Gun-related emergency room visits and deaths among Black children soared during the pandemic — and experts and activists say that while the recent data isn’t necessarily surprising, it’s frustrating. There are potential solutions, but they say elected officials and institutions aren’t putting enough resources into preventative measures.

“We had communities that were already on fire, then the violence went to volcanic levels,” said Monique Williams, the executive director of CURE Violence Global, an intervention program working to reduce shootings by treating violence as a disease.

A study released earlier this week found that emergency department visits for firearm injuries among children doubled during the pandemic, as did the number of deaths after arrival to the hospital. Two out of three visits were by Black youths, according to the research published in the journal Pediatrics.

COVID-19 didn’t introduce anything new, said Mighty Fine, director of the Center for Public Health Practice and Professional Development at the American Public Health Association. It only exacerbated already existing crises by removing all the things we know are protective against violence, such as strong social support and economic stability.

Accidental injuries from when firearms are unsafely stored, self-harm during mental health crises, and assault or interpersonal violence all appear to be on the rise, experts say.

These different types of firearm use and injuries require different public health approaches, Fine said, adding community violence is not the same as domestic violence or suicide. Suicide attempts rose almost 80% among Black adolescents from 1991 to 2019, while not changing significantly among other races and ethnicities.

“We have to ensure that we’re talking about the difference in risk and protection,” Fine said. And when protective factors against firearm injury, like improving economic and educational opportunities, increasing access to safe green space, and boosting social support systems are addressed, it will also improve society’s overall health.

The majority of child gun violence victims survive, data suggests. The ripple effects for those families include higher rates of mental health disorders, substance use, and high health care costs.

Isolation and Tragic Consequences

While visits for gun-related injuries during the pandemic were higher than expected for Black youths, they did not substantially increase among white youth compared to pre-pandemic levels. This means the disparities are widening, said Dr. Jennifer Hoffman, the study’s author and assistant professor of pediatrics at Northwestern University’s Feinberg School of Medicine. The research also shows that a greater percentage of kids were presented with injuries deemed life-threatening upon arrival during the pandemic.

Experts say that the increase in gun purchases around the same time as increased social isolation and economic stress caused by COVID-19 cascaded into tragic firearm injuries and death. It led to guns replacing car accidents as the leading cause of death among children.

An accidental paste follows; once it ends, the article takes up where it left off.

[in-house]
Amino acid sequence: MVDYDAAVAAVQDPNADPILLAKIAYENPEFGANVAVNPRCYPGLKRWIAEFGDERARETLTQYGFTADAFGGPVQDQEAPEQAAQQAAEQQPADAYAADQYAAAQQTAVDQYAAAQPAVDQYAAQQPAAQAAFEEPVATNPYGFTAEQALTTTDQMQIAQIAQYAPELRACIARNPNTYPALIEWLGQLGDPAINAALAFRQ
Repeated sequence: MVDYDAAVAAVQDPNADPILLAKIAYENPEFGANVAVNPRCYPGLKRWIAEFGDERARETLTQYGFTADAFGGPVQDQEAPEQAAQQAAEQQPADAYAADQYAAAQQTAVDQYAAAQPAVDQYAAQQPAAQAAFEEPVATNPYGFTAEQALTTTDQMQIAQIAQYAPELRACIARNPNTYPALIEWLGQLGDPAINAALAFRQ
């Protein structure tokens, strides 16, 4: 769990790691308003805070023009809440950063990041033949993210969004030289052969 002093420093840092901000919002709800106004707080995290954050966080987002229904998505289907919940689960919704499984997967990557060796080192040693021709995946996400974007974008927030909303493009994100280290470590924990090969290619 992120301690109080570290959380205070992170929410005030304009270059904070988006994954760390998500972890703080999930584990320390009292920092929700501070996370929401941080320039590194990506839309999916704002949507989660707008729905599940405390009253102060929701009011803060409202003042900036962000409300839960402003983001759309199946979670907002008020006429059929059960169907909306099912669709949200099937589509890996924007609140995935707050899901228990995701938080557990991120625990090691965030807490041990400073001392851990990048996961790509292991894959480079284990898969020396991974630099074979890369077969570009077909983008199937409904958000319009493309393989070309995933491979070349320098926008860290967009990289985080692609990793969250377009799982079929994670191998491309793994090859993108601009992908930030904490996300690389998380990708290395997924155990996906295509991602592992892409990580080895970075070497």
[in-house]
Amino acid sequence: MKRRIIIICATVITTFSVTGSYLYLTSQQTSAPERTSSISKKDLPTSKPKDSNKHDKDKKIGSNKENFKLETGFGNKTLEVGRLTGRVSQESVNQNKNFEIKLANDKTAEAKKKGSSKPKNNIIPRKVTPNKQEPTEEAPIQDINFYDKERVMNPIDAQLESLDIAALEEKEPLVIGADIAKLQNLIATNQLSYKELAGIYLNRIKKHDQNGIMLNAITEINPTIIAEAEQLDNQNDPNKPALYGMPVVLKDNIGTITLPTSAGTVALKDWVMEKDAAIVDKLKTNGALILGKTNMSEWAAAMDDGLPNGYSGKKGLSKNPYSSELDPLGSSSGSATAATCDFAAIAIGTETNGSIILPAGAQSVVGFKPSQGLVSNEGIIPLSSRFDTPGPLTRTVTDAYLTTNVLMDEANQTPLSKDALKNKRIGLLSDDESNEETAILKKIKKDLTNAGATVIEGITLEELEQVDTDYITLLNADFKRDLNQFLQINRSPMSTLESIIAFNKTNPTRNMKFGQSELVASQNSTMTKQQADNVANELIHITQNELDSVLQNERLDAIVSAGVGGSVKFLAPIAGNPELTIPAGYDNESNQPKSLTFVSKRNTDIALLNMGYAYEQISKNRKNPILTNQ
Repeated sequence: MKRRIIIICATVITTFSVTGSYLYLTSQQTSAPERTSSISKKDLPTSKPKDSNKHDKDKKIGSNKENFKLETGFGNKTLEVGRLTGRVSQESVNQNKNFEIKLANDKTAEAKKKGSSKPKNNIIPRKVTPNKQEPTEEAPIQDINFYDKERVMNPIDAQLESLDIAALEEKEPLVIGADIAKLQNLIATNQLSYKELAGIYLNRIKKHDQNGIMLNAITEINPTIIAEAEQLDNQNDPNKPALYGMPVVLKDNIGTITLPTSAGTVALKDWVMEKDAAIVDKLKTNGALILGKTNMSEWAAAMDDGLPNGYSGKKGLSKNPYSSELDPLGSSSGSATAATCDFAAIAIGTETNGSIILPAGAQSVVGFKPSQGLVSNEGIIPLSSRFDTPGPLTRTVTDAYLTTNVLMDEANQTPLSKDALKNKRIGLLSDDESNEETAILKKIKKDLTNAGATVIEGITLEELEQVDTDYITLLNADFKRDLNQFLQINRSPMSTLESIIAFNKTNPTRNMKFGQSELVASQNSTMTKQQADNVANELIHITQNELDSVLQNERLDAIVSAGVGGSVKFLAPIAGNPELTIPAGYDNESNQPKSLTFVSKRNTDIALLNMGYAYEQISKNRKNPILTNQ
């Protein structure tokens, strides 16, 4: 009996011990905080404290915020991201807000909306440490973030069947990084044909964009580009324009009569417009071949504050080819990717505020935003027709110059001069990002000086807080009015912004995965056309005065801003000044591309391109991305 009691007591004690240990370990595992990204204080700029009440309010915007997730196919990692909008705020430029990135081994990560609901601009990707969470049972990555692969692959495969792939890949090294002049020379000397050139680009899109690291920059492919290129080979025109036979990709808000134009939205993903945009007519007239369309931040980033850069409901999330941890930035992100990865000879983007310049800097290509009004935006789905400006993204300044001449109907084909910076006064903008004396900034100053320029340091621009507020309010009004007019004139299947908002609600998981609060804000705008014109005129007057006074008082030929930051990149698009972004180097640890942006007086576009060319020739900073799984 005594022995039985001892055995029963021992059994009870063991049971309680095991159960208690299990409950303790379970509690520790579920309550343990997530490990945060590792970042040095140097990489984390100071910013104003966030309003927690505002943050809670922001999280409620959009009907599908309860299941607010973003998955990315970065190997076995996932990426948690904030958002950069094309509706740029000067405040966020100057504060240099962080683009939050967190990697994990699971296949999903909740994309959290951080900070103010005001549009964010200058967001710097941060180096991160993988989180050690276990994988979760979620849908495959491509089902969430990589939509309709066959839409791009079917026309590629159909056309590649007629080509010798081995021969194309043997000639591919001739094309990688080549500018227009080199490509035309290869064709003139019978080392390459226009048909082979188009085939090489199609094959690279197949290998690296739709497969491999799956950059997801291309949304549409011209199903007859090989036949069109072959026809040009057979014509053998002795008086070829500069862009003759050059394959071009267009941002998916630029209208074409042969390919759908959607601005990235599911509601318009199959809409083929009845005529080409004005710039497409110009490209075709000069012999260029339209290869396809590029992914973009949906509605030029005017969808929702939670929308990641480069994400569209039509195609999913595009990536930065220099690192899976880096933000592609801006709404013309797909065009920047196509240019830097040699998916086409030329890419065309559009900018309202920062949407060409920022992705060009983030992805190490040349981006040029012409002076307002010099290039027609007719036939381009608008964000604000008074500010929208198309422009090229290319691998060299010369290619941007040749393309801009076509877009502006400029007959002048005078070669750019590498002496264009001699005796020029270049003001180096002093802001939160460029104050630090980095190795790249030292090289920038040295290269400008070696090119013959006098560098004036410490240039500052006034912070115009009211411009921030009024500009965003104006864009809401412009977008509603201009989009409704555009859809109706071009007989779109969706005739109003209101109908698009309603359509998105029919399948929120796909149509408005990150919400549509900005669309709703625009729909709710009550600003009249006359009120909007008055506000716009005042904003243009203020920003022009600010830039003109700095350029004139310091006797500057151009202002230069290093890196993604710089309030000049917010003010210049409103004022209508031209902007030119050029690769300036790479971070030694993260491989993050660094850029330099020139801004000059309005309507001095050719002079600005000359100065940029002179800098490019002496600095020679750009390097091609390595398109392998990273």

Just as the government, academic institutions, private organizations, and health departments funneled resources — including safety guidelines and instructions — to protect lives from the coronavirus, the same approach should be applied to violence prevention, Williams said. She wonders why we won’t do the same for firearm injuries.

The current approach that centers around punishment overcriminalizes Black communities as opposed to treating violence like a public health issue, she said. She wants to see more of a unified response from lawmakers and community organizations to decrease the number of weapons in the street, particularly automatic and semiautomatic weapons, as well as increase communication about safe storage. The structural violence that had led to the overcriminalization of Black communities also needs to be addressed, she said.

“People want a Band-Aid, and a lot of times the Band-Aid is law enforcement, but that only recycles the outcome of more violence and more death.”

The study looked at visits by children under 18 years old at nine urban hospitals across the country. Of the just over 1,900 emergency room visits by children for firearm injuries during the time frame, half were among those ages 15 to 17.

“If we define the issue from a criminal lens, then the systems at the forefront of addressing the issue are those that address crime. If we define the issue from a public health perspective, the systems at the forefront of addressing it are those that promote health and healing and sustained positive well-being,” Williams said. “We’re dealing with a public health crisis, and we need to treat it as such.”

Margo Snipe is a health reporter at Worldacad. Twitter @margoasnipe